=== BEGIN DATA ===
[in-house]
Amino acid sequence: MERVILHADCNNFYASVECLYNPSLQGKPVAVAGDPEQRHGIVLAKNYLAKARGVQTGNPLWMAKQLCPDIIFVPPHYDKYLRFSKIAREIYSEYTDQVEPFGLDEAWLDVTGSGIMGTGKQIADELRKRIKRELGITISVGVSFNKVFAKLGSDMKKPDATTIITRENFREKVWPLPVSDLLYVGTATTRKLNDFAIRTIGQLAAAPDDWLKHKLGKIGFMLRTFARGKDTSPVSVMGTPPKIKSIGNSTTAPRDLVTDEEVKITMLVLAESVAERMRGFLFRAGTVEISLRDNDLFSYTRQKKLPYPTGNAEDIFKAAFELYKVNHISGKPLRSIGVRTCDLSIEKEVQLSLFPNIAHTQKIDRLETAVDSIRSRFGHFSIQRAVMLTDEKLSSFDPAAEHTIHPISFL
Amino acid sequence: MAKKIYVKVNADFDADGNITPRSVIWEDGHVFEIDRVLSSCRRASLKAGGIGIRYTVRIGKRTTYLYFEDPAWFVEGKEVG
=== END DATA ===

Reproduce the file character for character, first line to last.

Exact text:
[in-house]
Amino acid sequence: MERVILHADCNNFYASVECLYNPSLQGKPVAVAGDPEQRHGIVLAKNYLAKARGVQTGNPLWMAKQLCPDIIFVPPHYDKYLRFSKIAREIYSEYTDQVEPFGLDEAWLDVTGSGIMGTGKQIADELRKRIKRELGITISVGVSFNKVFAKLGSDMKKPDATTIITRENFREKVWPLPVSDLLYVGTATTRKLNDFAIRTIGQLAAAPDDWLKHKLGKIGFMLRTFARGKDTSPVSVMGTPPKIKSIGNSTTAPRDLVTDEEVKITMLVLAESVAERMRGFLFRAGTVEISLRDNDLFSYTRQKKLPYPTGNAEDIFKAAFELYKVNHISGKPLRSIGVRTCDLSIEKEVQLSLFPNIAHTQKIDRLETAVDSIRSRFGHFSIQRAVMLTDEKLSSFDPAAEHTIHPISFL
Amino acid sequence: MAKKIYVKVNADFDADGNITPRSVIWEDGHVFEIDRVLSSCRRASLKAGGIGIRYTVRIGKRTTYLYFEDPAWFVEGKEVG